Spring 2012 United States and Canada student article quality research results
To measure the impact of student work on article quality in the U.S. and Canada Education Programs, a group of Wikipedians led by Mike Christie repeated the article assessment study from the Public Policy Initiative for the Spring 2012 classes (which were active between January and May). 124 of the articles that students worked on were assessed on a 26-point quality scale that draws directly from the Wikipedia 1.0 assessment criteria (Stub/Start/C/B/GA/A/FA). This included 82 existing articles and 42 new articles. Of the 124 articles, 109 of them showed improvement after student work, meaning 87.9% of articles were improved by student edits.
On average, existing articles improved by 2.94 points—from 11.26 to 14.20—while for new articles students averaged a score of 13.55. In rough practical terms, the average class started from either nonexistent articles or (typically) weak Start-class articles, and ended up with C-class articles or strong Start-class articles. Altogether (new and existing articles combined), on average students improved articles by about 6.5 points, which is 0.7 points more than the average improvements made by students in the Public Policy Initiative.
Existing articles in the sample improved by up to ten points, with 7 cases of no substantial improvement (typically, cases where either the selected student did not get past the early stages of the Wikipedia assignment or whose assignment was to do copyediting or other minor changes), and 8 cases in which the article quality actually declined. In the sample, the worst student article declined by 2 points. These made up a small minority of student articles—as mentioned earlier, 87.9% of the reviewed articles improved in quality.
In a followup to try to gauge the level of "editor impact"—the cleanup effort from experienced editors involved in cleaning up and fixing problems with students' work—an invitation to an on-wiki survey was placed on the talk page of each of the 124 assessed articles, after the courses ended. Of those, only 13 garnered responses. 6 reported little or no cleanup required, a few required around half an hour of work, one editor reported spending considerably longer than an hour trying to fix a student's work, and another editor pointed to major verifiability problems that would take longer than an hour to clean up. On the whole, the study did not find evidence of a severe editor burden. We continue to welcome ideas for a better way of measuring editor impact.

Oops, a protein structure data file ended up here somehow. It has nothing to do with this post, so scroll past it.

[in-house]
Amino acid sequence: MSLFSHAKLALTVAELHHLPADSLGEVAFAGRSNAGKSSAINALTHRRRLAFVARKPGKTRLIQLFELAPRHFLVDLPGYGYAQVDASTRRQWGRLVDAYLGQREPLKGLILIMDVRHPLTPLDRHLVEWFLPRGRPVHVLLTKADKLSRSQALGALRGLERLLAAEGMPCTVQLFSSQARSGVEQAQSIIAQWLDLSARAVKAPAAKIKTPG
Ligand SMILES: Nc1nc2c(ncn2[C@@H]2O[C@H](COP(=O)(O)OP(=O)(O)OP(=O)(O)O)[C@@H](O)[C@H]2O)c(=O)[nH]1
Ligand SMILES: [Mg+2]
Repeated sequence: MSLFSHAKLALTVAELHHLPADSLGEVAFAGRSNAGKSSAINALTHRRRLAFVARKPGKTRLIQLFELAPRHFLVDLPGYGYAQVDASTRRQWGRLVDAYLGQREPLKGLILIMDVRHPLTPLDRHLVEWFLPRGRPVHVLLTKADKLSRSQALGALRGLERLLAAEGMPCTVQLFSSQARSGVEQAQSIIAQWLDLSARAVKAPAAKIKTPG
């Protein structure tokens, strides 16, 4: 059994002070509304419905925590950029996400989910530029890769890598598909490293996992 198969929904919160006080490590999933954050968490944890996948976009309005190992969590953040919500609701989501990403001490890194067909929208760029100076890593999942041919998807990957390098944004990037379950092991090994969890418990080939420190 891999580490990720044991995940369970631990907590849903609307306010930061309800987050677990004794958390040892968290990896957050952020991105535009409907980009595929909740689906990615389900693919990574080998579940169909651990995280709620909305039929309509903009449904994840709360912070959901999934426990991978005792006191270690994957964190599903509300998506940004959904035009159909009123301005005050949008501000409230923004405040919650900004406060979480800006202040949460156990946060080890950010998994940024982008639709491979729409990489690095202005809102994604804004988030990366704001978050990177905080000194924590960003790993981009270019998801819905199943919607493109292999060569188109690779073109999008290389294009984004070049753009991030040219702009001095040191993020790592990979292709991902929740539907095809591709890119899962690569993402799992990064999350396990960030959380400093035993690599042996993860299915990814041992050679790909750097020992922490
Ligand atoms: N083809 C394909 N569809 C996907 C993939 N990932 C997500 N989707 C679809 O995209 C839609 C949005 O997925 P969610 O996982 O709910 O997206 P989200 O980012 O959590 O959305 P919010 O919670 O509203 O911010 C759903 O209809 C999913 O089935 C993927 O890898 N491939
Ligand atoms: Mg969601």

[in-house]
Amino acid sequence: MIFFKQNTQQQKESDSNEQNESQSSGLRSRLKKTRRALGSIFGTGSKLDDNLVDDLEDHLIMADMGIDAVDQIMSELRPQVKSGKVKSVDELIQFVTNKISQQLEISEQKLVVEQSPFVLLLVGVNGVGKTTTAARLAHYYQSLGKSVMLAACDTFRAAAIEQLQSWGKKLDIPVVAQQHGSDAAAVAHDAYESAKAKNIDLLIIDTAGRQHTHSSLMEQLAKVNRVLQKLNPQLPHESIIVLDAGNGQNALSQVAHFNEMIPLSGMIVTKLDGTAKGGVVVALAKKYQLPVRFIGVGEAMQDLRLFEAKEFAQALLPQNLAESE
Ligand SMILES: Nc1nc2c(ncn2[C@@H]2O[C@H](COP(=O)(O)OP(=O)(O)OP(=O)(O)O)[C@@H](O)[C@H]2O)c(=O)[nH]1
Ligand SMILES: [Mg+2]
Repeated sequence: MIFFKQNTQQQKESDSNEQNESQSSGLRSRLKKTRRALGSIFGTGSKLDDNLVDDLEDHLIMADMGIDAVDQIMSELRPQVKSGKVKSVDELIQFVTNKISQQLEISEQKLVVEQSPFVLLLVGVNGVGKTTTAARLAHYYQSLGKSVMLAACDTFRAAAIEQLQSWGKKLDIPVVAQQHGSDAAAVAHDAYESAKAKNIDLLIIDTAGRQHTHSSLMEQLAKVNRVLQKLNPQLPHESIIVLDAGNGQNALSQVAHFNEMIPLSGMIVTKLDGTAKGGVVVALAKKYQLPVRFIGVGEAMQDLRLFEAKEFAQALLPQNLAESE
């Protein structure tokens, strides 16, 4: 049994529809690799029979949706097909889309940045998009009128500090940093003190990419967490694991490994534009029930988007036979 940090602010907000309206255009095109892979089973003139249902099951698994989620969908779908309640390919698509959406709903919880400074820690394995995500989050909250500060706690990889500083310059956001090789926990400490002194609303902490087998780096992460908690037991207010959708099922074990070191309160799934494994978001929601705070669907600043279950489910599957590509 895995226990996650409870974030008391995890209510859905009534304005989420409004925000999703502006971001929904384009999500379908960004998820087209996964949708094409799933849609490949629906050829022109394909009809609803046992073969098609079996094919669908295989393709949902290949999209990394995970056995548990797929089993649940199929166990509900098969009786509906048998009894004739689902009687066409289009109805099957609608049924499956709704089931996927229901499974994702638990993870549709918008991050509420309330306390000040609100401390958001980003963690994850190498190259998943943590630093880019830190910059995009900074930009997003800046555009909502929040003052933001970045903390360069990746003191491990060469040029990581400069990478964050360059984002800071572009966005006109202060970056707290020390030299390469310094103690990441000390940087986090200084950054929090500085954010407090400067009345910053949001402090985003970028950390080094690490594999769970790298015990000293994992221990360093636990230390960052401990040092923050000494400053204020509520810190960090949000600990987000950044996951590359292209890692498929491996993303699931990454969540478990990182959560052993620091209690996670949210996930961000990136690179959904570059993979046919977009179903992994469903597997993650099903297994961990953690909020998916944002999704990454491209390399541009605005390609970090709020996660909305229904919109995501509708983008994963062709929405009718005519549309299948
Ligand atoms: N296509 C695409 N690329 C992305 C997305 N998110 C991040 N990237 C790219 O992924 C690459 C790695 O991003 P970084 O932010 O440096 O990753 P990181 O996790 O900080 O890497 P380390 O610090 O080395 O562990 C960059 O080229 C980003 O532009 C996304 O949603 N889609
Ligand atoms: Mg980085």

Article selection methodology
To get a representative sample of articles from across the education program, articles were selected as follows:
- For each participating class, two articles were selected if the class had 20 or fewer students, and three if 21 or more students.
- Using the Course Info tool, the alphabetically first and last student in each class (among those who made at least one mainspace edit) were chosen as the representives of each class. For classes with more than 20 students, a student in the approximate middle of the alphabetical list was selected as a third article.
- In cases where a student edited more than one article, LiAnna Davis used the student's contribution history to identify the main article that student worked on. (In many cases, students made minor edits to articles as part of their introduction to Wikipedia, before choosing a different article as the main focus of their Wikipedia assignment, or participated in peer editing of a classmate's article.)
- "Pre" and "Post" versions of the article were identified as the last revision before students made their first edit to the article, and the last revision by a student, professor, or Ambassador working with that class during the class term, respectively.
- Classes focused on making contributions to other Wikimedia projects (such as students who uploaded videos to Commons) were not included.
Note: The data analysis and production of graphs were done by Luis Campos, an external consultant. Luis is a data analyst and holds a Master's degree in Statistics from the University of California at Berkeley.
Note: While this set is a representative random sample of the articles that classes were editing, it can't be directly extrapolated to estimate the total quality improvement for all articles. In some classes, students edited collaboratively, focusing on just a few articles as a group. In such cases, the two articles for the class represent all or most of the work of the entire class. In other classes, each student worked on one (or more) articles, meaning the two articles in the sample are only a small fraction of the work students in that class did.
- Original data sets
The Wikipedian reviews are available on these four pages: